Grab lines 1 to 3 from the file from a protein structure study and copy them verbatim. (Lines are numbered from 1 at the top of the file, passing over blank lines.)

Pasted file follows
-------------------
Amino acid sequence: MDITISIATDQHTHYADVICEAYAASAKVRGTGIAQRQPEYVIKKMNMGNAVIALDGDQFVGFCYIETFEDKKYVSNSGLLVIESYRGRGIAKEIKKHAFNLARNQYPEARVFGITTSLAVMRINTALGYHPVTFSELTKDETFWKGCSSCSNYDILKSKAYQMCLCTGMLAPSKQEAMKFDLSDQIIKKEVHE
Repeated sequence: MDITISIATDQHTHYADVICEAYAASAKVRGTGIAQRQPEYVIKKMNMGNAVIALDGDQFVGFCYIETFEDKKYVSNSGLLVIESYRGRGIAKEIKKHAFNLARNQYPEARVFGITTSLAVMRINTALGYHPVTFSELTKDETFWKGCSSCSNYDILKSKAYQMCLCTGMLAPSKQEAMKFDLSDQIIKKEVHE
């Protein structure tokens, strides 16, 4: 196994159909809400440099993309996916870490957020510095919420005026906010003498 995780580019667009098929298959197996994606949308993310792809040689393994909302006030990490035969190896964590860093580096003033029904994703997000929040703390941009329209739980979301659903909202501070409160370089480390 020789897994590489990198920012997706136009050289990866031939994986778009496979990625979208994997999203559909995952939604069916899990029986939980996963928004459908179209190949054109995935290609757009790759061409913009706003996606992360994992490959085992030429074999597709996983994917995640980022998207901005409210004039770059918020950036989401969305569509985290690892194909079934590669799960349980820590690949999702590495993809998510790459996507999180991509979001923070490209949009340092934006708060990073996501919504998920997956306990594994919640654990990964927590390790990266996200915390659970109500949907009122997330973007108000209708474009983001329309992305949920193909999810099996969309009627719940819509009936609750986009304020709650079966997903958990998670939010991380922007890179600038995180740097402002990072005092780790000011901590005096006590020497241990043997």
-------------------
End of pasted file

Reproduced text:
Amino acid sequence: MDITISIATDQHTHYADVICEAYAASAKVRGTGIAQRQPEYVIKKMNMGNAVIALDGDQFVGFCYIETFEDKKYVSNSGLLVIESYRGRGIAKEIKKHAFNLARNQYPEARVFGITTSLAVMRINTALGYHPVTFSELTKDETFWKGCSSCSNYDILKSKAYQMCLCTGMLAPSKQEAMKFDLSDQIIKKEVHE
Repeated sequence: MDITISIATDQHTHYADVICEAYAASAKVRGTGIAQRQPEYVIKKMNMGNAVIALDGDQFVGFCYIETFEDKKYVSNSGLLVIESYRGRGIAKEIKKHAFNLARNQYPEARVFGITTSLAVMRINTALGYHPVTFSELTKDETFWKGCSSCSNYDILKSKAYQMCLCTGMLAPSKQEAMKFDLSDQIIKKEVHE
């Protein structure tokens, strides 16, 4: 196994159909809400440099993309996916870490957020510095919420005026906010003498 995780580019667009098929298959197996994606949308993310792809040689393994909302006030990490035969190896964590860093580096003033029904994703997000929040703390941009329209739980979301659903909202501070409160370089480390 020789897994590489990198920012997706136009050289990866031939994986778009496979990625979208994997999203559909995952939604069916899990029986939980996963928004459908179209190949054109995935290609757009790759061409913009706003996606992360994992490959085992030429074999597709996983994917995640980022998207901005409210004039770059918020950036989401969305569509985290690892194909079934590669799960349980820590690949999702590495993809998510790459996507999180991509979001923070490209949009340092934006708060990073996501919504998920997956306990594994919640654990990964927590390790990266996200915390659970109500949907009122997330973007108000209708474009983001329309992305949920193909999810099996969309009627719940819509009936609750986009304020709650079966997903958990998670939010991380922007890179600038995180740097402002990072005092780790000011901590005096006590020497241990043997």